Upon his arrival in Iran and appointed in 1979, Iranian first supreme leader and the Islamic Republic founder Ruhollah Khomeini brought with war and enmity for the Iranian people and Iran’s neighbors and other countries of the region. He frequently described the war as a ‘divine blessing’ and affirmed the continuation of the war, saying, ‘war until removing sedition around the world.’
So far, hundreds of thousands of young people in this country have become the victims of the state’s wars. In addition, thousands of citizens of Iran’s neighbors have been burned in the fires of wars waged by proxy groups of the Velayat-e Faqih (supreme religious) rule.
Iraq, Lebanon, Syria, and Yemen are still burning in the fire of sedition that Iran’s mullahs and their Revolutionary Guards (IRGC) have ignited in these countries. Today, after all these fruitless wars that have wasted only human resources and blood, the voices of those who inevitably come to their senses because they are smelling the end of the theocracy and now they have come to their sense.
The Negative Impact of Proxy Wars on the Economic Situation of the Iranian People
In the July 21 edition of Diplomacy Irani daily, Qasim Mohebba-Ali, former Director-General for the Middle East at the Iranian Foreign Ministry criticized Tehran’s forty-year-old foreign policy with a focus on increasing tensions with neighbors. He also affirmed that the people have paid a heavy price for it.
“At present, the cost of this type of foreign policy in Tehran is borne by the people with the focus on increasing tensions with neighbors. If you look at the situation of the foreign exchange, coin, housing, car, rent, and even consumer goods markets in the country, you will see that part of these challenges is due to our severely wrong view of foreign policy in the region and the world,” he added.
Mohebba-Ali also enumerated the harmful economic consequences for the Iranian people and warned the leaders over the anger of the people and their protests at any moment.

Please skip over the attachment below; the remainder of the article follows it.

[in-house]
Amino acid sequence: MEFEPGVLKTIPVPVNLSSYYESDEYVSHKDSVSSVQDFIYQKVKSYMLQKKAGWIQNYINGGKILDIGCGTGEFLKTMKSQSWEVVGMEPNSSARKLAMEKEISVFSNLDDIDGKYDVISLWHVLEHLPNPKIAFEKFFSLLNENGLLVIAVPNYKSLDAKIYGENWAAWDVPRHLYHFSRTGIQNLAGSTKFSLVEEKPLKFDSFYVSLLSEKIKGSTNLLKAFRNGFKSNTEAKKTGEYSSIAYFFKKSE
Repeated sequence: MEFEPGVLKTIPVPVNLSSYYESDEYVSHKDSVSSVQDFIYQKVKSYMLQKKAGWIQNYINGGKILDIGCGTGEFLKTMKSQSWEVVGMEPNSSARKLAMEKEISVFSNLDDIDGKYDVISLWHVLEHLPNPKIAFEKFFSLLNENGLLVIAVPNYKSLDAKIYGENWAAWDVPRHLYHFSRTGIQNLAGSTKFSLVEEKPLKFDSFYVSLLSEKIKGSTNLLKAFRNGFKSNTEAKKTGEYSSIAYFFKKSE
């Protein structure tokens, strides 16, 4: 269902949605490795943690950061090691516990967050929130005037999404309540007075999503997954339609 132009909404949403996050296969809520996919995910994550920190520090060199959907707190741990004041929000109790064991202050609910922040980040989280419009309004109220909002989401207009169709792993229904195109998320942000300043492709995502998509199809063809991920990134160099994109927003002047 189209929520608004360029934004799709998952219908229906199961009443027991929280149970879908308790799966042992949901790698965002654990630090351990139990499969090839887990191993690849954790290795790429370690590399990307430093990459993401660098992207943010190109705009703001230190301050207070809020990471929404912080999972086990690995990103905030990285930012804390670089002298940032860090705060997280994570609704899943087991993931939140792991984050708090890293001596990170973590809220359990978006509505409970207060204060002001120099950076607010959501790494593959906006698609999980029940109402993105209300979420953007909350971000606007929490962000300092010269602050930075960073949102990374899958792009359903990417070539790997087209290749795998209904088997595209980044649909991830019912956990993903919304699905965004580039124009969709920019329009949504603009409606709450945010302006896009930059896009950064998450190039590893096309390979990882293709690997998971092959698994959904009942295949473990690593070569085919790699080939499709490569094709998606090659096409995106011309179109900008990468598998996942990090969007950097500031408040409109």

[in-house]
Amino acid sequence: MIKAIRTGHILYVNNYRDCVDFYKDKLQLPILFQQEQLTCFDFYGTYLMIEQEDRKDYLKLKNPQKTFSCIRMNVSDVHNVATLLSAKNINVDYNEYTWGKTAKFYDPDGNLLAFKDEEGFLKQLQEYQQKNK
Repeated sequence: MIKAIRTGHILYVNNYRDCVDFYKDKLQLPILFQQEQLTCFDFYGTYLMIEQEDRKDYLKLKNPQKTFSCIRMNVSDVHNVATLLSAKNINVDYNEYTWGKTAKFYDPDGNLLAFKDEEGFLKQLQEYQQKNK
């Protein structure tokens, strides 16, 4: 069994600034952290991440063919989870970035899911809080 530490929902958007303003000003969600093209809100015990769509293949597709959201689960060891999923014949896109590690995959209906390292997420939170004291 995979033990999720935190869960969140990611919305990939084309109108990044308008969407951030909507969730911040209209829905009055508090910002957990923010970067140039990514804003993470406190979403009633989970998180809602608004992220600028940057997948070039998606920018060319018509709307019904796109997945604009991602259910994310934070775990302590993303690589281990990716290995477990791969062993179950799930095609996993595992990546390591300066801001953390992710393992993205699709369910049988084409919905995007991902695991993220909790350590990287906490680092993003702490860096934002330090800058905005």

“Now the heavy price of this kind of forty years of wrong politics and diplomacy in the region and the world is being paid by the people with all their flesh and blood, and their entire existence. Therefore, with the increase of economic and livelihood problems inside, pursuing our wrong diplomacy will definitely not be as safe and riskless as in the past. Because at any moment, it is possible to see a massive protest inside the country by breaking the threshold of people’s tolerance for economic problems,” Mohebba-Ali concluded.
On May 20, Heshmatollah Falahatpisheh, former chair of the Parliament (Majlis) National Security and Foreign Affairs Commission, revealed parts of Iran’s heavy expenditure in Syria. He complained about the management of the wars and the interventions of the government in the region, pointing to a part of the costs of these unbridled development demands and said:
“We gave maybe $20-30 billion to Syria and we have to get it back from Syria. The money of this nation has been spent there.”
Ali Fadavi, the deputy commander of the Revolutionary Guards, said on the TV program ’14th Century’ on September 27, that according to the official report of the Iran Program and Budget Organization prepared at the end of the Iran-Iraq war, Iran has spent ‘$19.6 billion’ on this war.
It should be noted that Rahim Safavi, Khamenei’s military adviser in 2017, had said that in the eight-year war, Iran ‘spent a maximum of 12 percent of its Gross Domestic Product (GDP) on the war.’
This share of GDP amounts to more than $21 billion annually and reaches $173 billion during the total war years, which is several times more than Fadavi’s claims. Former President Ali Akbar Hashemi Rafsanjani repeatedly claimed that the damage from the war with Iraq is estimated at more than $1,000 billion. But if we take into account the calculations of the Secretary-General of the United Nations, which was prepared in 1991, we again reach the figure of $97 billion of war damages for the Iranian people.
Another area of wasting the wealth of the Iranian people is in terror acts. Like the latest decision by a U.S. judge, who has ordered Iran to pay $1.45 billion to the family of former FBI agent Robert Levinson, who is presumed to have died in the custody of this government.
Or the order of the federal judge in Washington on September 10, 2018, which ordered Iran to pay $104.7 million to victims of a June 1996 truck bombing in Saudi Arabia that killed 19 U.S. military personnel, as Reuters reported at that time. Examples of such decisions to compensate for the damages because of the ayatollahs’ terror acts are many.
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